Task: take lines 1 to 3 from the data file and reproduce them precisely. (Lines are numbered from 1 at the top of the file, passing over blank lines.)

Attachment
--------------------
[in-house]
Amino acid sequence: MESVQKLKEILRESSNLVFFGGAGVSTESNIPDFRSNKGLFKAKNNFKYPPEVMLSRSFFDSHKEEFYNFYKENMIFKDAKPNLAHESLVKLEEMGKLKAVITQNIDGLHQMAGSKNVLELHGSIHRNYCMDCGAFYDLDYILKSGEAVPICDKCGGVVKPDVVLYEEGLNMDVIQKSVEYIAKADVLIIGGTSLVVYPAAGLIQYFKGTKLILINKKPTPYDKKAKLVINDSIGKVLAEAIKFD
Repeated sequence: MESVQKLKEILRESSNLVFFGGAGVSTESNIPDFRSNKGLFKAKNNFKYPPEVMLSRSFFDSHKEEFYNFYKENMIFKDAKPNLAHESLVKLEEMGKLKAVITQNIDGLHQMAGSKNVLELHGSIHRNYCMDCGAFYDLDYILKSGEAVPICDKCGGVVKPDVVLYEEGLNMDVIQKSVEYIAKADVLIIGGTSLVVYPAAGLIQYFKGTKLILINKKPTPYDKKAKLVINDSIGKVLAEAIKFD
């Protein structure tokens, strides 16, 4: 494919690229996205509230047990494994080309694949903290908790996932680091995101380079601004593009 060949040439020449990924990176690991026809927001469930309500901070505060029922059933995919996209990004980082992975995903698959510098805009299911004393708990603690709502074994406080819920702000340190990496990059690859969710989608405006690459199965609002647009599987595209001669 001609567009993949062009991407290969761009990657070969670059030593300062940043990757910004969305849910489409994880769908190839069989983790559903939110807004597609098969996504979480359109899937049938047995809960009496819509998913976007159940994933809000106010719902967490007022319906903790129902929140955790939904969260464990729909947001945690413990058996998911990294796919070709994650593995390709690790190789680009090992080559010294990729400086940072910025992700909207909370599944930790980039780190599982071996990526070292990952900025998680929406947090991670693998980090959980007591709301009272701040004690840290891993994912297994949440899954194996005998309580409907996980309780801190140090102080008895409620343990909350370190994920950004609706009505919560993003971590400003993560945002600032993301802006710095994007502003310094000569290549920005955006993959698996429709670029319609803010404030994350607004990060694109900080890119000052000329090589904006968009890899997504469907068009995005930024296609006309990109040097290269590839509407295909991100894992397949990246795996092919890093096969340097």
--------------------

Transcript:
[in-house]
Amino acid sequence: MESVQKLKEILRESSNLVFFGGAGVSTESNIPDFRSNKGLFKAKNNFKYPPEVMLSRSFFDSHKEEFYNFYKENMIFKDAKPNLAHESLVKLEEMGKLKAVITQNIDGLHQMAGSKNVLELHGSIHRNYCMDCGAFYDLDYILKSGEAVPICDKCGGVVKPDVVLYEEGLNMDVIQKSVEYIAKADVLIIGGTSLVVYPAAGLIQYFKGTKLILINKKPTPYDKKAKLVINDSIGKVLAEAIKFD
Repeated sequence: MESVQKLKEILRESSNLVFFGGAGVSTESNIPDFRSNKGLFKAKNNFKYPPEVMLSRSFFDSHKEEFYNFYKENMIFKDAKPNLAHESLVKLEEMGKLKAVITQNIDGLHQMAGSKNVLELHGSIHRNYCMDCGAFYDLDYILKSGEAVPICDKCGGVVKPDVVLYEEGLNMDVIQKSVEYIAKADVLIIGGTSLVVYPAAGLIQYFKGTKLILINKKPTPYDKKAKLVINDSIGKVLAEAIKFD